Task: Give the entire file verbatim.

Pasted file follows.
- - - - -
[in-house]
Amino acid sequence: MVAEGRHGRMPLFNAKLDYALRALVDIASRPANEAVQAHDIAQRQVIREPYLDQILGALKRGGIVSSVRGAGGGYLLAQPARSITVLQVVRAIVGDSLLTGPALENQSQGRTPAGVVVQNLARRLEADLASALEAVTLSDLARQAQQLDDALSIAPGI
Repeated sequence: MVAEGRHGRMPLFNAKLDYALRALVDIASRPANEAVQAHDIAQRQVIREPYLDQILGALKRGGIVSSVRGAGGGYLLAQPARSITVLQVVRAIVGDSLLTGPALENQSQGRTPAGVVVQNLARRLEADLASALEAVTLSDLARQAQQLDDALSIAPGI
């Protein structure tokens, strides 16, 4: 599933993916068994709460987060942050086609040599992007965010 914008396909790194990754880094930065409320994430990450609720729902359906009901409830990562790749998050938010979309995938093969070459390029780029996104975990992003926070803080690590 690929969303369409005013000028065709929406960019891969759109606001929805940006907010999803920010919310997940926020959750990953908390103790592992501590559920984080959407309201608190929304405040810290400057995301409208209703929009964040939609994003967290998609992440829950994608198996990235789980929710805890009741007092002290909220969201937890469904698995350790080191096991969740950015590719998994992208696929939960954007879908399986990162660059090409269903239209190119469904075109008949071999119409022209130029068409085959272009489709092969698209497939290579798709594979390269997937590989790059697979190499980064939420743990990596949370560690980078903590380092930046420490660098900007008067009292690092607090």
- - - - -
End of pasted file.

[in-house]
Amino acid sequence: MVAEGRHGRMPLFNAKLDYALRALVDIASRPANEAVQAHDIAQRQVIREPYLDQILGALKRGGIVSSVRGAGGGYLLAQPARSITVLQVVRAIVGDSLLTGPALENQSQGRTPAGVVVQNLARRLEADLASALEAVTLSDLARQAQQLDDALSIAPGI
Repeated sequence: MVAEGRHGRMPLFNAKLDYALRALVDIASRPANEAVQAHDIAQRQVIREPYLDQILGALKRGGIVSSVRGAGGGYLLAQPARSITVLQVVRAIVGDSLLTGPALENQSQGRTPAGVVVQNLARRLEADLASALEAVTLSDLARQAQQLDDALSIAPGI
């Protein structure tokens, strides 16, 4: 599933993916068994709460987060942050086609040599992007965010 914008396909790194990754880094930065409320994430990450609720729902359906009901409830990562790749998050938010979309995938093969070459390029780029996104975990992003926070803080690590 690929969303369409005013000028065709929406960019891969759109606001929805940006907010999803920010919310997940926020959750990953908390103790592992501590559920984080959407309201608190929304405040810290400057995301409208209703929009964040939609994003967290998609992440829950994608198996990235789980929710805890009741007092002290909220969201937890469904698995350790080191096991969740950015590719998994992208696929939960954007879908399986990162660059090409269903239209190119469904075109008949071999119409022209130029068409085959272009489709092969698209497939290579798709594979390269997937590989790059697979190499980064939420743990990596949370560690980078903590380092930046420490660098900007008067009292690092607090």